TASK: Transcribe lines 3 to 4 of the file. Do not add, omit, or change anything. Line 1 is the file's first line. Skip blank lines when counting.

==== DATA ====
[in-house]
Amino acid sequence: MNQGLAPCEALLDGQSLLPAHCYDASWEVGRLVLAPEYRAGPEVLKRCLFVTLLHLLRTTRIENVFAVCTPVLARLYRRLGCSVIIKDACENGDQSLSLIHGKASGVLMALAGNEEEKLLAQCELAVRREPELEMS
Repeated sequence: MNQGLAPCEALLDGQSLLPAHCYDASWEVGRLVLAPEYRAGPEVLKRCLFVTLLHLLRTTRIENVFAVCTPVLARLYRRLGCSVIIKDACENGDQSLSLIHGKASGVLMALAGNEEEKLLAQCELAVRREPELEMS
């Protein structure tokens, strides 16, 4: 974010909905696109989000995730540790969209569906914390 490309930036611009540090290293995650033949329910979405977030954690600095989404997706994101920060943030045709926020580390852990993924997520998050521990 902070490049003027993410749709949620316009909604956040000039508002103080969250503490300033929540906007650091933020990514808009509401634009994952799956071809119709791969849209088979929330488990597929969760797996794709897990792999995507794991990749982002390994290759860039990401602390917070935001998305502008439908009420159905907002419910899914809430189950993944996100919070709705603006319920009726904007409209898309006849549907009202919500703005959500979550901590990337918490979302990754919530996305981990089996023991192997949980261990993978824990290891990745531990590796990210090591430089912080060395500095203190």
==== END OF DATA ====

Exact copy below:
Repeated sequence: MNQGLAPCEALLDGQSLLPAHCYDASWEVGRLVLAPEYRAGPEVLKRCLFVTLLHLLRTTRIENVFAVCTPVLARLYRRLGCSVIIKDACENGDQSLSLIHGKASGVLMALAGNEEEKLLAQCELAVRREPELEMS
């Protein structure tokens, strides 16, 4: 974010909905696109989000995730540790969209569906914390 490309930036611009540090290293995650033949329910979405977030954690600095989404997706994101920060943030045709926020580390852990993924997520998050521990 902070490049003027993410749709949620316009909604956040000039508002103080969250503490300033929540906007650091933020990514808009509401634009994952799956071809119709791969849209088979929330488990597929969760797996794709897990792999995507794991990749982002390994290759860039990401602390917070935001998305502008439908009420159905907002419910899914809430189950993944996100919070709705603006319920009726904007409209898309006849549907009202919500703005959500979550901590990337918490979302990754919530996305981990089996023991192997949980261990993978824990290891990745531990590796990210090591430089912080060395500095203190």